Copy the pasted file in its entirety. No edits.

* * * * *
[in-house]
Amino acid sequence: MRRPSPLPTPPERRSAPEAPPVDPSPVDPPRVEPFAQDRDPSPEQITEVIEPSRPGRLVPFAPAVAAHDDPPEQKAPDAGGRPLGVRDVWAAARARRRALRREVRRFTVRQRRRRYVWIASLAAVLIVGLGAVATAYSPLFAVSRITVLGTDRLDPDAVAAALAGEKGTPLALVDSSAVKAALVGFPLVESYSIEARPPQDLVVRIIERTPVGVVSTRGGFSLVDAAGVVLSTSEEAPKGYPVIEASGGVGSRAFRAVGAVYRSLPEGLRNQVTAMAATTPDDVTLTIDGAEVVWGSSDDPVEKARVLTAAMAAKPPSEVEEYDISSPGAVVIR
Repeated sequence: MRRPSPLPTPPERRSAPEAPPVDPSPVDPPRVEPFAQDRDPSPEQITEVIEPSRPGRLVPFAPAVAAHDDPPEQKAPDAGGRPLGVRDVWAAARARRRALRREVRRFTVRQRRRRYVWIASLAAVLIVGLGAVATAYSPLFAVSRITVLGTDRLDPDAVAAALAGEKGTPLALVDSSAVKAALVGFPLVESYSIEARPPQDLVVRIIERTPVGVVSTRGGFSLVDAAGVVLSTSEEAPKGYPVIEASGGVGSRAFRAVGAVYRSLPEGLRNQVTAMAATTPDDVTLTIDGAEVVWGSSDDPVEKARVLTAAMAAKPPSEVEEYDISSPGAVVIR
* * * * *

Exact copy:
[in-house]
Amino acid sequence: MRRPSPLPTPPERRSAPEAPPVDPSPVDPPRVEPFAQDRDPSPEQITEVIEPSRPGRLVPFAPAVAAHDDPPEQKAPDAGGRPLGVRDVWAAARARRRALRREVRRFTVRQRRRRYVWIASLAAVLIVGLGAVATAYSPLFAVSRITVLGTDRLDPDAVAAALAGEKGTPLALVDSSAVKAALVGFPLVESYSIEARPPQDLVVRIIERTPVGVVSTRGGFSLVDAAGVVLSTSEEAPKGYPVIEASGGVGSRAFRAVGAVYRSLPEGLRNQVTAMAATTPDDVTLTIDGAEVVWGSSDDPVEKARVLTAAMAAKPPSEVEEYDISSPGAVVIR
Repeated sequence: MRRPSPLPTPPERRSAPEAPPVDPSPVDPPRVEPFAQDRDPSPEQITEVIEPSRPGRLVPFAPAVAAHDDPPEQKAPDAGGRPLGVRDVWAAARARRRALRREVRRFTVRQRRRRYVWIASLAAVLIVGLGAVATAYSPLFAVSRITVLGTDRLDPDAVAAALAGEKGTPLALVDSSAVKAALVGFPLVESYSIEARPPQDLVVRIIERTPVGVVSTRGGFSLVDAAGVVLSTSEEAPKGYPVIEASGGVGSRAFRAVGAVYRSLPEGLRNQVTAMAATTPDDVTLTIDGAEVVWGSSDDPVEKARVLTAAMAAKPPSEVEEYDISSPGAVVIR